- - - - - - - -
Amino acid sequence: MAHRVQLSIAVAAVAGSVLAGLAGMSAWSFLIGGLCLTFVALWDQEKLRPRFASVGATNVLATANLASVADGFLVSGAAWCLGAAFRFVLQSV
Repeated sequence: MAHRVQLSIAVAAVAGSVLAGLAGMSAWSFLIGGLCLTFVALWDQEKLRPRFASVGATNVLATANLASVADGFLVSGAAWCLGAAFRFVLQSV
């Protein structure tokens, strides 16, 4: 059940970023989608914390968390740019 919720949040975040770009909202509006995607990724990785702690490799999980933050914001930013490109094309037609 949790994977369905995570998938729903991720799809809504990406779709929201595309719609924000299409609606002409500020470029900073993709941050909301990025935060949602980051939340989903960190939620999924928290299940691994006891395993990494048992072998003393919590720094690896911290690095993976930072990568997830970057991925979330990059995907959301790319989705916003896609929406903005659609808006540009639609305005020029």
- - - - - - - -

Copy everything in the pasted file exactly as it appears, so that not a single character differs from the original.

Amino acid sequence: MAHRVQLSIAVAAVAGSVLAGLAGMSAWSFLIGGLCLTFVALWDQEKLRPRFASVGATNVLATANLASVADGFLVSGAAWCLGAAFRFVLQSV
Repeated sequence: MAHRVQLSIAVAAVAGSVLAGLAGMSAWSFLIGGLCLTFVALWDQEKLRPRFASVGATNVLATANLASVADGFLVSGAAWCLGAAFRFVLQSV
């Protein structure tokens, strides 16, 4: 059940970023989608914390968390740019 919720949040975040770009909202509006995607990724990785702690490799999980933050914001930013490109094309037609 949790994977369905995570998938729903991720799809809504990406779709929201595309719609924000299409609606002409500020470029900073993709941050909301990025935060949602980051939340989903960190939620999924928290299940691994006891395993990494048992072998003393919590720094690896911290690095993976930072990568997830970057991925979330990059995907959301790319989705916003896609929406903005659609808006540009639609305005020029």